Serena and Lily Outlet, Berkeley

I discovered the SERENA AND LILY OUTLET on San Pablo Ave at Bancroft last Spring. I recently found a beautiful Bamboo hanging chair that I'm considering hanging in my living room, but would be perfect for any of my clients' gardens. It is important to relax in a garden, even though I rarely point this out in Cutting Back (garden memoirs tend to be pretty active). I can't use any other sheets once I purchased (at a reasonable price for the quality) a set of Serena Outlet sheets, and not just because they are plaid, since those of you who know me, know that I am addicted to plaid (I like to think due to my Scottish-maternal lineage). I love popping into the shop, which always has something different given it is the outlet for the main store. I'm transfixed by their bamboo/wicker items, modern print rugs (got one of those) and many items with a style which echos nature. Sometimes I just like to look at design shops to get ideas for the future, or just to look at something beautiful, designed by a craftsperson. Even if you just "like to look," I highly recommend them for Bay Area locals, and out-of-town visitors! The store is near 4th Street Shopping, and quite near "VICS" fantastic Indian food for lunch, and the Oaktown native plant nursery, both at Channing and 4th Street. Sammy is posing on one of their sheets for you! They are my choice community store of the month. 

If you'd like to see more of my favorite Bay Area stores which feature nature on Facebook: #firstofmonthcommunityfirst. 

http://www.serenaandlily.com

 

 

 Sammy had a good sleep on his Serena sheets

Sammy had a good sleep on his Serena sheets

 So many fun items!

So many fun items!

 Home store

Home store

 I love this footrest! 

I love this footrest! 

 People in the store are really friendly, I must say.

People in the store are really friendly, I must say.

Henley-on-Thames, England

Traveling through England in September on the last leg of a Marseille/Giverny trip, I happened to drop into a local bookstore, The Bell Bookshop, in the nature-rich river town of Henley-on-Thames (pronounced "Tims" as I was constantly corrected by locals), near Oxford. I entered the shop to obsessively browse English garden books, and after barely mentioning Cutting Back-My Apprenticeship In The Gardens Of Kyoto, they ordered it on the spot! Hence, Bell Bookshop, a fifty-year-old independent bookstore became the first bookstore in Europe to carry my memoir. Thank you Bell Bookshop for having faith in a woman's garden story.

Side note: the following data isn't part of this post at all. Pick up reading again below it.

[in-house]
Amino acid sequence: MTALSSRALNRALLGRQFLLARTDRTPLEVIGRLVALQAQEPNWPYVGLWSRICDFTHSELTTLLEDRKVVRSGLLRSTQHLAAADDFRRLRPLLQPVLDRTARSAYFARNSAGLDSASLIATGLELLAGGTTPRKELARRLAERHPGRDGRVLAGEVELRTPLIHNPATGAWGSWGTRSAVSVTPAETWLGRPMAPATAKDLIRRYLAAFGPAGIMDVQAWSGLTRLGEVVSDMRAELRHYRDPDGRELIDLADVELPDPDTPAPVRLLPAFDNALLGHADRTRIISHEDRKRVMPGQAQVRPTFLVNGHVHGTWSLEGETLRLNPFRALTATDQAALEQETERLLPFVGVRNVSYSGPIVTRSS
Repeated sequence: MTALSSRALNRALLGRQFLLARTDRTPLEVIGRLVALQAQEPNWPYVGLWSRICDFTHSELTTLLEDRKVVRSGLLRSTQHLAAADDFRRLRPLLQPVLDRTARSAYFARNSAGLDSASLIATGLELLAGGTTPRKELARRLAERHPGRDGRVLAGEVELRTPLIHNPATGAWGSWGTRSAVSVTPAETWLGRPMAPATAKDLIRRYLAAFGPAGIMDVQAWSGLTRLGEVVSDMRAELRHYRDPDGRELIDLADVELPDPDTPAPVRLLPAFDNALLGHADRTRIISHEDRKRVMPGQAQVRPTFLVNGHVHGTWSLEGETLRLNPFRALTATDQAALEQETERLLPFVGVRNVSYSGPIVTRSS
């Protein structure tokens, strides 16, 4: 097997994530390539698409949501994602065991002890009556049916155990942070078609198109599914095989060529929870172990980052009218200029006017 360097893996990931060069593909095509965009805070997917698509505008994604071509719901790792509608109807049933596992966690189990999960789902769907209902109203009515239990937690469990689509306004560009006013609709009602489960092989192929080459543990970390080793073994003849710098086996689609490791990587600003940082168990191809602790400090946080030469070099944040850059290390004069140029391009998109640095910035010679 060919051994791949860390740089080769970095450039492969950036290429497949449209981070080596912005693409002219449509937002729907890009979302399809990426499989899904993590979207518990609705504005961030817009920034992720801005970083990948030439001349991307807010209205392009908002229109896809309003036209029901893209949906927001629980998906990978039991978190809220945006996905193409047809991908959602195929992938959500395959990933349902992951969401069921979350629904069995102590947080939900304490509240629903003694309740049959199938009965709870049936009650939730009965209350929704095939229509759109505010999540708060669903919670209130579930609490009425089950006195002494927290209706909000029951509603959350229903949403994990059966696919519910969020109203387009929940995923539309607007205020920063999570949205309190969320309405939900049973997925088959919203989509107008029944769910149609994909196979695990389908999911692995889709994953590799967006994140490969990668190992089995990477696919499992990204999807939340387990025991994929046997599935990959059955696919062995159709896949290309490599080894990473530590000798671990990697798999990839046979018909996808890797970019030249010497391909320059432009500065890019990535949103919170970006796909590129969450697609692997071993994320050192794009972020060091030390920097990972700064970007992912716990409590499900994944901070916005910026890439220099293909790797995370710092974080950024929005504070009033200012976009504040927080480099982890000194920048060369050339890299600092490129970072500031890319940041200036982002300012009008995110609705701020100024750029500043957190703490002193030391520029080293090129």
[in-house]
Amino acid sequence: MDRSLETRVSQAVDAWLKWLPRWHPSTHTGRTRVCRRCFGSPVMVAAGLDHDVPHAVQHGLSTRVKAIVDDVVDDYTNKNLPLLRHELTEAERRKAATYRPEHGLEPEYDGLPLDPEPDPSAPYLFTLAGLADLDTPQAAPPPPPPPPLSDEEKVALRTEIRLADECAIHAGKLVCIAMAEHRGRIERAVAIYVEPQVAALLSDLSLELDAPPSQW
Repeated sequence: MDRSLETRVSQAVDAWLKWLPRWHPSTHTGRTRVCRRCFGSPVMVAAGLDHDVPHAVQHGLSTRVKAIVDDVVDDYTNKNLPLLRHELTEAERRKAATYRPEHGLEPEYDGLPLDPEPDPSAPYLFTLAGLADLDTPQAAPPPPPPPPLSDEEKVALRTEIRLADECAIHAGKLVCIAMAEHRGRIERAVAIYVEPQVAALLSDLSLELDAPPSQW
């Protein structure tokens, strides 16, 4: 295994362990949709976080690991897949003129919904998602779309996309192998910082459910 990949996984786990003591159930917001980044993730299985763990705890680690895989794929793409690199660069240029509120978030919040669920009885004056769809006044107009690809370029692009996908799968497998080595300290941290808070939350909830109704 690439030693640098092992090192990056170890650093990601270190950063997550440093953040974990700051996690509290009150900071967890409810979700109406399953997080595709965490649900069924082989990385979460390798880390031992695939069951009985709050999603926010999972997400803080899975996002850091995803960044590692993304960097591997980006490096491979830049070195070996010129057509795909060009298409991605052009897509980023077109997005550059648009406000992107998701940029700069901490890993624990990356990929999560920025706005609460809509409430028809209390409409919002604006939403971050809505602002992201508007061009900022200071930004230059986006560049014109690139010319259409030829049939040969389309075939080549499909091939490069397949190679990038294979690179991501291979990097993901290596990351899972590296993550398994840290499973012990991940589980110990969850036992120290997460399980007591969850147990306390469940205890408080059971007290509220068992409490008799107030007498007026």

A big part of Henley is seeing rowers on the Thames River, dusk to dawn, in preparation for the annual Henley Regatta race. Strong men of all ages (not that any girls were looking), row with vigor and loud breathing. I witnessed as many female crews, including several sightings of the "women over 80's" boat (so cool and inspiring!) out just after sunrise. These long boats, filled with one, two or more rowers fly down the river, barely avoiding "The Queen's Swans" who refuse to budge for these human paddlers needing a boat to float. Bikers and walkers journey up and down vast walking paths on either side of the Thames ("Tims"). Although it is frowned upon, sometimes the coaches ride bikes rather briskly along the path, yelling instructions to rowers. It's mesmerizing to watch training in progress, but it is best to step out of the way. There are trees and all sorts of flowering plants lining the river with a tinge of orange or yellow fall color in early September.